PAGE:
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  1. #1
    Join Date
    Sep 2005

    Exclamation Correct usage/method of Java Interfaces

    Hi all,
    I really don't know this is the right place to post this question,
    i hope my question though fundamental, may not be that basic.

    My question is: Java Interfaces, what is the proper way of using them? Conceptually, everybody i spoke to, says it supports multiple inheritance. And they just define methods, leaving upon the class that implement it, the functionality(behavior) of the methods. But although every word of this argument is true, I have also noticed that Interfaces are also used to flag. Means, certain funcationality of a particular class is only available, if a specific interfaces(s) is/are implemented. Servlets are good examples. So servlet cannot be servlet unless a particular interface is implemented.
    Now the point is that, if I've to put the same behaviour in my own
    program, can i do it? Or, this flagging is inbuilt inside JVM?
    Can i make,
    in three different packages
    1) package1: Interface myInterface,
    2) package2: A Class class1 with Main method,
    3) package3: Another Class class2 whose functionality is available
    to class1 only when interface myInterface is implemented by class1.
    In such a way that when i try using class2 in class1, without
    implementing myInterface, compiler gives me a message.....??
    I hope i was able to explain myself. maybe i m just not thinking hard...the solution is just around the corner.
    rgds to all

  2. #2
    Join Date
    Dec 2004
    San Bernardino County, California
    It seems to me that you need to disconnect your tie between inheritance and Java Interfaces.

    An Interface tells an outsider that the class which implements the interface will have methods with a particular signature. The Interface itself does not implement any such methods - it is left to the classes which implement the interface to implement these methods. So there are no implementations which are "inherited" - we just know that if you pass an appropriately formatted message to an object which implements a particular interface and the message is a properly structured call to a method exposed by the interface, your object will know what you want to do and will perform the appropriate behavior based on that message.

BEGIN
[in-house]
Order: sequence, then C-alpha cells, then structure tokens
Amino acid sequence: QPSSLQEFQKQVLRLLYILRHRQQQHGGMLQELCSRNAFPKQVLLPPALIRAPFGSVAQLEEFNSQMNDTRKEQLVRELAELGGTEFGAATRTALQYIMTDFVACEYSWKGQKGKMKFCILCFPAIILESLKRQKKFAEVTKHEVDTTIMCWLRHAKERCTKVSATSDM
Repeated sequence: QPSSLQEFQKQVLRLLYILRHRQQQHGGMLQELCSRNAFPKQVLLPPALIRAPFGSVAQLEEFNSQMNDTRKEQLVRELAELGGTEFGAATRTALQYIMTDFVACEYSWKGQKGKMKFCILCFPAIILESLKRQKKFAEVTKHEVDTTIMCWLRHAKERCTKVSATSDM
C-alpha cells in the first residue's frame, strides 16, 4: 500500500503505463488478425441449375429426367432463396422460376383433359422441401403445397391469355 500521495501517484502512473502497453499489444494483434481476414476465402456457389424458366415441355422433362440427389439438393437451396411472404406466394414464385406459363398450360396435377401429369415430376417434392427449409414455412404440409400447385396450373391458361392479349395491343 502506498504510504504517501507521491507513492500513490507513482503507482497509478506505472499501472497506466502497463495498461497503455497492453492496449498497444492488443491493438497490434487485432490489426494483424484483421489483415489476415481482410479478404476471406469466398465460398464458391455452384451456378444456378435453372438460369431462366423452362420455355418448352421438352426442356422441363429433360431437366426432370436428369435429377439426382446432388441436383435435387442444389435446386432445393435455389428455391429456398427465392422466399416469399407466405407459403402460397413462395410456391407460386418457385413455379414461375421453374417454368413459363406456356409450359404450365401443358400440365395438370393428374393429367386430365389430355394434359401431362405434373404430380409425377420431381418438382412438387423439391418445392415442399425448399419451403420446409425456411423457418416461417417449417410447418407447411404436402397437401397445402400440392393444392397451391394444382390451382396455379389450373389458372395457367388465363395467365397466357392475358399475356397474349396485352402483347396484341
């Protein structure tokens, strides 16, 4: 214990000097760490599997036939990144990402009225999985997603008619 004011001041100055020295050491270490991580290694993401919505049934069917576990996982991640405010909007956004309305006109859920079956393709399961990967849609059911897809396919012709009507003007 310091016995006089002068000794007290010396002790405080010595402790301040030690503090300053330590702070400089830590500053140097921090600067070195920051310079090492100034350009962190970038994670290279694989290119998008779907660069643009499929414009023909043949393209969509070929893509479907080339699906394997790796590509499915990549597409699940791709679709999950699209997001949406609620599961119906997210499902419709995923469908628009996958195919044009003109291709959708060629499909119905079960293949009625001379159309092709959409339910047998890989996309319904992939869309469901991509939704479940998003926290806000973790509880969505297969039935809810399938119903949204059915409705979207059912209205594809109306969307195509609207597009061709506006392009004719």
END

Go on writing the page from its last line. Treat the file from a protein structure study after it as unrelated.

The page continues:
Any object which implements an Interface can be addressed by that Interface --- similar to the way that an object of a derived class can still be called as an object of the parent class. So, any object implementing the Map Interface can be referred to as a Map object, any Comparable or Iterable or Runnable, etc.

    Where an Interface must be implemented, such as your reference to a "servlet", the "contract" between a calling and a called object requires that the called object must implement the methods whose signatures appear in the Servlet Interface. The calling object does not care how you choose to implement those methods - its methods which are making calls to the "servlet" just know that they need to format their calls in a particular way and that they will be receiving some response to the call or that they know that some required behavior will be performed.

    Interfaces do not require the extra storage and reference space and overhead needed that class inheritance requires.

    With this in mind, could you restate the relationship you are looking for among your interface, class1 and class2? Do you have any particular implementation you are thinking about (more specific)?
    Last edited by nspils; 01-01-2006 at 03:10 PM.

  3. #3
    Join Date
    Sep 2005

    Thumbs up

    Hi friend,
    Thanx for detailing your reply. Well, i was actually looking for details on Marker Interface and their implementation (if i've to do it on my own!). I only came to know about this MI behavior recently.
    Interfaces has been a topic of debate among me and my friends as to what are the possible usages of Interfaces do exists??
    Well you are correct in saying that by implementing interfaces one can use dynamic dispatch feature to its fullest.
    I am doing more reading on Contractual oriented programming.
    Thanx for stopping by.

  4. #4
    Join Date
    Dec 2004
    San Bernardino County, California
    As you have probably realized, marker interfaces are a different breed. It is more of a 'declared attribute" - metadata - informing the user that this class has a characteristic, rather than a set of declared methods which need to be implemented.

    There are threads in the java.sun developer forums which address the writing of one's own marker interface.

  5. #5
    Join Date
    Aug 2007

    i want all inbuilt interface , methods, package

    i hope that you ll send that all inbuilt interface , methods, package available in java

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